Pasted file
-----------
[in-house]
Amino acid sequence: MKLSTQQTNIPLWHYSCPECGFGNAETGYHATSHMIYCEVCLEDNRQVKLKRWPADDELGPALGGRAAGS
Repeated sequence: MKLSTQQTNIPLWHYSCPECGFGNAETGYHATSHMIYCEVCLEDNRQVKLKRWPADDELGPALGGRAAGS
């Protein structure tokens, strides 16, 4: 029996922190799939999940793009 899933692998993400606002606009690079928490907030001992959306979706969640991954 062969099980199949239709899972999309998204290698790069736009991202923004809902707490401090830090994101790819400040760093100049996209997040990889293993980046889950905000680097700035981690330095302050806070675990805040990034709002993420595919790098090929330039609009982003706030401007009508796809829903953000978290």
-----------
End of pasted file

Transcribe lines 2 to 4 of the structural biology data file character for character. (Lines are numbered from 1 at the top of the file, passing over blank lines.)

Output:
Amino acid sequence: MKLSTQQTNIPLWHYSCPECGFGNAETGYHATSHMIYCEVCLEDNRQVKLKRWPADDELGPALGGRAAGS
Repeated sequence: MKLSTQQTNIPLWHYSCPECGFGNAETGYHATSHMIYCEVCLEDNRQVKLKRWPADDELGPALGGRAAGS
């Protein structure tokens, strides 16, 4: 029996922190799939999940793009 899933692998993400606002606009690079928490907030001992959306979706969640991954 062969099980199949239709899972999309998204290698790069736009991202923004809902707490401090830090994101790819400040760093100049996209997040990889293993980046889950905000680097700035981690330095302050806070675990805040990034709002993420595919790098090929330039609009982003706030401007009508796809829903953000978290």